- Alternative D includes conservation measures and prescriptions developed by the BLM Utah and FS Intermountain Region (Region 4), in coordination with the local USFWS.
- Alternative E includes conservation measures and prescriptions based on the state of Utah’s Conservation Plan for Greater Sage-Grouse in Utah and the state of Wyoming’s Governor’s Executive Order 2011-05 and 2013-3.
The BLM has identified Alternative D as the preferred alternative. Identification of this alternative does not represent the final agency decision; the final LUP amendment may include a mix of objectives and actions from any of the alternatives analyzed in the EIS.
The Draft Utah Greater Sage-Grouse LUP Amendment/EIS is available for review and comment on the BLM-Utah’s website at: https://www.blm.gov/0fld.
Comments on the draft EIS will be accepted until Jan. 29, 2014. Please note that the most useful comments are those that contain new technical or scientific information relevant to the proposed action. Comments should be as specific as possible. Comments which contain only opinions or preferences will not receive a formal response but may be considered in the BLM decision-making process.
Written comments may be submitted using any of the following methods:
Attn: BLM/FS Utah Greater Sage-Grouse EIS
440 West 200 South, Suite 500,
Salt Lake City, UT 84101-1345
Before including an address, phone number, email address, or other personal identifying information in any comments, be aware that the entire comment—including personal identifying information—may be made publicly available at any time. Requests to withhold personal identifying information from public review can be submitted, but the BLM cannot guarantee that it will be able to do so. The BLM will not consider anonymous comments. All submissions from organizations and businesses, and from individuals identifying themselves as representatives or officials of organizations or businesses, will be available for public inspection in their entirety.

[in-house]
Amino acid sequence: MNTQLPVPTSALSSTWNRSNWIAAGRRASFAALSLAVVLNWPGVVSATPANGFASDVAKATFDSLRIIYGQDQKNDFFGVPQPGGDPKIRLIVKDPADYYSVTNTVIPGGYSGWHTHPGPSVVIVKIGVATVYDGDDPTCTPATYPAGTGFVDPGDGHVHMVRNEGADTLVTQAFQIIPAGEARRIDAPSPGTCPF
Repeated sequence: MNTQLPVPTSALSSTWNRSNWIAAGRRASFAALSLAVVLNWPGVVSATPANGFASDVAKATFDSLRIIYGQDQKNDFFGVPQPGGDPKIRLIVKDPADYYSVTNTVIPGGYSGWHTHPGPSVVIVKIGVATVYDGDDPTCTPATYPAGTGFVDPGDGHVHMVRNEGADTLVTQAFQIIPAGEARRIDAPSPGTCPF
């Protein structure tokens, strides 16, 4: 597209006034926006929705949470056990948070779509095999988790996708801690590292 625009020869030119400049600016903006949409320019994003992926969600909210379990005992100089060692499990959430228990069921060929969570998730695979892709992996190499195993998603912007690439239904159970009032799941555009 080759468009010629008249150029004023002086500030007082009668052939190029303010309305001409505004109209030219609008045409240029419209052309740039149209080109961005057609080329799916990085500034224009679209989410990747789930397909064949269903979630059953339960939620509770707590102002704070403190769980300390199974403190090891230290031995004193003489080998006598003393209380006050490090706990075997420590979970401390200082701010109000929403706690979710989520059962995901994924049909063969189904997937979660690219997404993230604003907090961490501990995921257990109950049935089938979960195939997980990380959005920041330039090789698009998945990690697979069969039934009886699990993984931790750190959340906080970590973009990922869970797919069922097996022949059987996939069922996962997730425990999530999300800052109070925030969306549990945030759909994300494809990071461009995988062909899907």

For additional information about the draft EIS, contact Quincy Bahr at (801)539-4122 or Tyler Ashcroft at (801)539-4068. Persons who use a telecommunications device for the deaf (TDD) may call the Federal Information Relay Service (FIRS) at 1-800-877-8339 to leave a message or question with the above individual(s). The FIRS is available 24 hours a day, seven days a week. Replies are sent during normal business hours.
The BLM manages more than 245 million acres of public land, the most of any Federal agency. This land, known as the National System of Public Lands, is primarily located in 12 Western states, including Alaska. The BLM also administers 700 million acres of sub-surface mineral estate throughout the nation. The BLM’s multiple-use mission is to sustain the health, diversity, and productivity of the public lands for the use and enjoyment of present and future generations. In Fiscal Year 2012, activities on public lands generated $4.6 billion in revenue, much of which was shared with the States where the activities occurred. In addition, public lands contributed more than $112 billion to the U.S. economy and helped support more than 500,000 jobs.